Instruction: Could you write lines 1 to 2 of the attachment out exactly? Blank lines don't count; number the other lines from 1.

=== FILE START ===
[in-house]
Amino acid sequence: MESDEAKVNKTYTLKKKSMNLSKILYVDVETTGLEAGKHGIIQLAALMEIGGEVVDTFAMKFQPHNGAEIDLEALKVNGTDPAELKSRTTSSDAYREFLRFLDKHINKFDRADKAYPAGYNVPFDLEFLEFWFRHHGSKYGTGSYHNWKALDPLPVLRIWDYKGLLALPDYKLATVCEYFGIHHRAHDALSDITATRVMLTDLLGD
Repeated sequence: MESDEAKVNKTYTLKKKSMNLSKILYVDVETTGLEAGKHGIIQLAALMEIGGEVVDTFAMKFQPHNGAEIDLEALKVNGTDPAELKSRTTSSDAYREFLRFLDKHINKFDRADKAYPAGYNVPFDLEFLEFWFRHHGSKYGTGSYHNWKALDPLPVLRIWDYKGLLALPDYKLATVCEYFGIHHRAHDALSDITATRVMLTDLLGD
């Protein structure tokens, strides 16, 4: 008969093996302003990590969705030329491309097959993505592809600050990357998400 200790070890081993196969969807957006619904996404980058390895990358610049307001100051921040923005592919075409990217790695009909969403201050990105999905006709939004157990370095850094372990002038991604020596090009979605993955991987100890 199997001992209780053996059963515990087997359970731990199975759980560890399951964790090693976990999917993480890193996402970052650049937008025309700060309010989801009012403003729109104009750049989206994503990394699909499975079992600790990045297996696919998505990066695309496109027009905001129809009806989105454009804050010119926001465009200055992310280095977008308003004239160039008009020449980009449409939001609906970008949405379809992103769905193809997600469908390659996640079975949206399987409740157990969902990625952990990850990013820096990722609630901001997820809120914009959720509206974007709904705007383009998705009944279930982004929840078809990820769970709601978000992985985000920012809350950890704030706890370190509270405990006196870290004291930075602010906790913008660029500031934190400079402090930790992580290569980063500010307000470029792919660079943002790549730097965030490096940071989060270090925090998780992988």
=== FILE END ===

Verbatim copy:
[in-house]
Amino acid sequence: MESDEAKVNKTYTLKKKSMNLSKILYVDVETTGLEAGKHGIIQLAALMEIGGEVVDTFAMKFQPHNGAEIDLEALKVNGTDPAELKSRTTSSDAYREFLRFLDKHINKFDRADKAYPAGYNVPFDLEFLEFWFRHHGSKYGTGSYHNWKALDPLPVLRIWDYKGLLALPDYKLATVCEYFGIHHRAHDALSDITATRVMLTDLLGD